Because there were fewer pools in New York, young rebels there were forced to pioneer city skating. In the late 1970s, a group of a few dozen teenagers turned the features of the urban landscape – stairs, poles, flower planters – into obstacles to be challenged and conquered.
“It was about making that action happen with your imagination,” J.J. Veronis, one of those rebels, told The East Hampton Star. “And Andy was king.”
Kessler, born in Greece in 1961 and raised in New York, was the unofficial leader of the Soul Artists of Zoo York, the city’s first skateboard crew. The Upper West Side was their laboratory – and their fishbowl. When they began skating, they had to order their gear by mail from California; in large part because of their rolling advertisements for the sport, New York developed its own burgeoning scene.
Kessler received his first skateboard from his mother at age 10. Like most Zoo Yorkers, he dabbled in graffiti and drugs as a teenager. After the crew disbanded in the 1980s, he became an addict. But he recovered. He then helped take skateboarding off city streets.
Despite his dedication to street skateboarding, Kessler long advocated the creation of a haven where New York’s skaters could ride unbothered. In the mid-1990s, his lobbying persuaded the municipal government to build its first public skate park. The city hired him as lead designer, and he eked out a living creating several more.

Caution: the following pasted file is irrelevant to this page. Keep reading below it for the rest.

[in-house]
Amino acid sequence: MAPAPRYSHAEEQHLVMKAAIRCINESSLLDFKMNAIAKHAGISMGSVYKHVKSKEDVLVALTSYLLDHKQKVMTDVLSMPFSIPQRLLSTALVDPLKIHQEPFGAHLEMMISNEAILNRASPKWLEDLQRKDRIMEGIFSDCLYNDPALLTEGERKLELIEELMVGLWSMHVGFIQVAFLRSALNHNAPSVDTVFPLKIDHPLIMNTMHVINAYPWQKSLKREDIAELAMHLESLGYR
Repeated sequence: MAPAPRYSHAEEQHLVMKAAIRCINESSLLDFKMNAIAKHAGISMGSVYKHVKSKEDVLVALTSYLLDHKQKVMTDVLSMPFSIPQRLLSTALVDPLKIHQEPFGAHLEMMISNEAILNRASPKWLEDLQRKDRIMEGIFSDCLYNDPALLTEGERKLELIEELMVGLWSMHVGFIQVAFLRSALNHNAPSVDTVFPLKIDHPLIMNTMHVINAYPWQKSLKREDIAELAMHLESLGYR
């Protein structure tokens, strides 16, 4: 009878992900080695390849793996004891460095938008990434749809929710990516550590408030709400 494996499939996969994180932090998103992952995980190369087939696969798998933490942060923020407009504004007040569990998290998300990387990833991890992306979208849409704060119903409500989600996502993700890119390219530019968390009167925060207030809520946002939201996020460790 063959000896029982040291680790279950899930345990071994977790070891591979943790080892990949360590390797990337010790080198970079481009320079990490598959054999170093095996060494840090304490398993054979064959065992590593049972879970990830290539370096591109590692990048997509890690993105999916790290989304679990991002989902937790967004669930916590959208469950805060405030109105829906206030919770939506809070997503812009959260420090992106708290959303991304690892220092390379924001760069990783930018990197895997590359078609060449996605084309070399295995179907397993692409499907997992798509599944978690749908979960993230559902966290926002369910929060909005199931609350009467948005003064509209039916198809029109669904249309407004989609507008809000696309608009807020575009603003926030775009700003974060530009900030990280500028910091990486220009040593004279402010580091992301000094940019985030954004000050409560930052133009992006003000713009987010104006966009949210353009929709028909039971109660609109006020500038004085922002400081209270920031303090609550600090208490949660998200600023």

Kessler continued skating into his 40s. While young skaters tended to be unaware of his contribution, an ignorance that sometimes bothered him, the older ones never forgot. In 2005, dozens helped raise thousands of dollars for his medical care when he broke his femur in a wipeout.
Though he could be unpleasant – “Some days you caught him and he was a jerk, some days you’d sit and talk for hours,” skate-park builder Tim Vander told ESPN – he was widely beloved.
Kessler died Tuesday of a heart attack following an allergic reaction to a wasp sting at a cottage on Long Island.
He was 48.
This pic is dedicated to Andy Kessler. I’m sure he’d know what the kid on his back and under his skateboard is doing. But up until my husband and I witnessed it, we wouldn’t have been able to guess.
The (Special mahalo nui loa to the skaters at Keopuolani Skate Park, Kahului. Maui, Hawaii) Mississauga Muse
“Often, especially when Kessler was nurturing what would become the East Coast scene, the kids who gravitated toward skateboarding were misfits and malcontents, the shy outcasts who’d been intimidated and sullied by the complex pressures of social interaction. Skateboarding gave them an identity and voice, and Kessler, by example, gave them the confidence to declare themselves to society.”
“This is who he was and how he’ll be remembered, as a man who understood the abiding and cathartic power of resilience. You don’t give in. You take every run —on the ramp, with recovery, at City Hall.”
Bret Anthony Johnston from “The End of Falling” New York Times Blog, “Happy Days, The Pursuit of What Matters in Troubled Times”
READ THE TORONTO STAR ONLINE